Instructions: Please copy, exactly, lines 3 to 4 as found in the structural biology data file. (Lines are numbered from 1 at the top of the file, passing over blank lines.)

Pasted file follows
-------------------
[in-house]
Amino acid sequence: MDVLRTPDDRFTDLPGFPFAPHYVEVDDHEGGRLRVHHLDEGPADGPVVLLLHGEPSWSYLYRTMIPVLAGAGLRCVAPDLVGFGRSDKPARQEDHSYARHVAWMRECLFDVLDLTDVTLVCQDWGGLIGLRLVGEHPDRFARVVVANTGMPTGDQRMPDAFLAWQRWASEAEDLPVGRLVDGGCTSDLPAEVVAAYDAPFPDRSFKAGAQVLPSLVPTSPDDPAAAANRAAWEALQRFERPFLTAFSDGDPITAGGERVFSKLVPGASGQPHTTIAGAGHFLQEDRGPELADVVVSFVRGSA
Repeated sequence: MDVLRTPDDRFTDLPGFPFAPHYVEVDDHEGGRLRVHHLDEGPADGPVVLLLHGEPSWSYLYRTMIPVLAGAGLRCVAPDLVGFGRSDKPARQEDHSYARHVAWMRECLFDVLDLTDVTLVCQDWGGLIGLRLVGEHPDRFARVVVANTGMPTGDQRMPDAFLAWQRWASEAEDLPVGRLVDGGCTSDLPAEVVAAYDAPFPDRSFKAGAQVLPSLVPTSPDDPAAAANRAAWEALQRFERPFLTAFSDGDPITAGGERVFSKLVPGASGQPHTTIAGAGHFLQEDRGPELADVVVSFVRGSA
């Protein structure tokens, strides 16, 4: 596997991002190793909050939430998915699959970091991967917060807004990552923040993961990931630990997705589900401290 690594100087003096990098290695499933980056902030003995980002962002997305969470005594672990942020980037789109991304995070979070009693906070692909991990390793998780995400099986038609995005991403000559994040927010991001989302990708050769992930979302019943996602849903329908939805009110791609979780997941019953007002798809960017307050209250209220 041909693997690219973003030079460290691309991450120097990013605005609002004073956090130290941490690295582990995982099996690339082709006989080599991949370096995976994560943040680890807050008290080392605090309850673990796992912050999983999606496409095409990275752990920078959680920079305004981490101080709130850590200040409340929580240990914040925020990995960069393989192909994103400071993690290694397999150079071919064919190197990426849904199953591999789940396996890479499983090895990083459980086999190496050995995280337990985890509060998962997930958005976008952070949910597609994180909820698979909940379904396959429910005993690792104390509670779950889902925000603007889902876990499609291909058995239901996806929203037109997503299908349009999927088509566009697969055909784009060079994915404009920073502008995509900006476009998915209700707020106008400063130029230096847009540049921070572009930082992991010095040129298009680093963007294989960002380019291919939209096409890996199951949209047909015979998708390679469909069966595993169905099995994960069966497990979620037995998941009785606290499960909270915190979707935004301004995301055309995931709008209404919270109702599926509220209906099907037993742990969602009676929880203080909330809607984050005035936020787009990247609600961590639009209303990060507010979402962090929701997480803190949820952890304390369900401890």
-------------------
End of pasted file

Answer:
Repeated sequence: MDVLRTPDDRFTDLPGFPFAPHYVEVDDHEGGRLRVHHLDEGPADGPVVLLLHGEPSWSYLYRTMIPVLAGAGLRCVAPDLVGFGRSDKPARQEDHSYARHVAWMRECLFDVLDLTDVTLVCQDWGGLIGLRLVGEHPDRFARVVVANTGMPTGDQRMPDAFLAWQRWASEAEDLPVGRLVDGGCTSDLPAEVVAAYDAPFPDRSFKAGAQVLPSLVPTSPDDPAAAANRAAWEALQRFERPFLTAFSDGDPITAGGERVFSKLVPGASGQPHTTIAGAGHFLQEDRGPELADVVVSFVRGSA
């Protein structure tokens, strides 16, 4: 596997991002190793909050939430998915699959970091991967917060807004990552923040993961990931630990997705589900401290 690594100087003096990098290695499933980056902030003995980002962002997305969470005594672990942020980037789109991304995070979070009693906070692909991990390793998780995400099986038609995005991403000559994040927010991001989302990708050769992930979302019943996602849903329908939805009110791609979780997941019953007002798809960017307050209250209220 041909693997690219973003030079460290691309991450120097990013605005609002004073956090130290941490690295582990995982099996690339082709006989080599991949370096995976994560943040680890807050008290080392605090309850673990796992912050999983999606496409095409990275752990920078959680920079305004981490101080709130850590200040409340929580240990914040925020990995960069393989192909994103400071993690290694397999150079071919064919190197990426849904199953591999789940396996890479499983090895990083459980086999190496050995995280337990985890509060998962997930958005976008952070949910597609994180909820698979909940379904396959429910005993690792104390509670779950889902925000603007889902876990499609291909058995239901996806929203037109997503299908349009999927088509566009697969055909784009060079994915404009920073502008995509900006476009998915209700707020106008400063130029230096847009540049921070572009930082992991010095040129298009680093963007294989960002380019291919939209096409890996199951949209047909015979998708390679469909069966595993169905099995994960069966497990979620037995998941009785606290499960909270915190979707935004301004995301055309995931709008209404919270109702599926509220209906099907037993742990969602009676929880203080909330809607984050005035936020787009990247609600961590639009209303990060507010979402962090929701997480803190949820952890304390369900401890």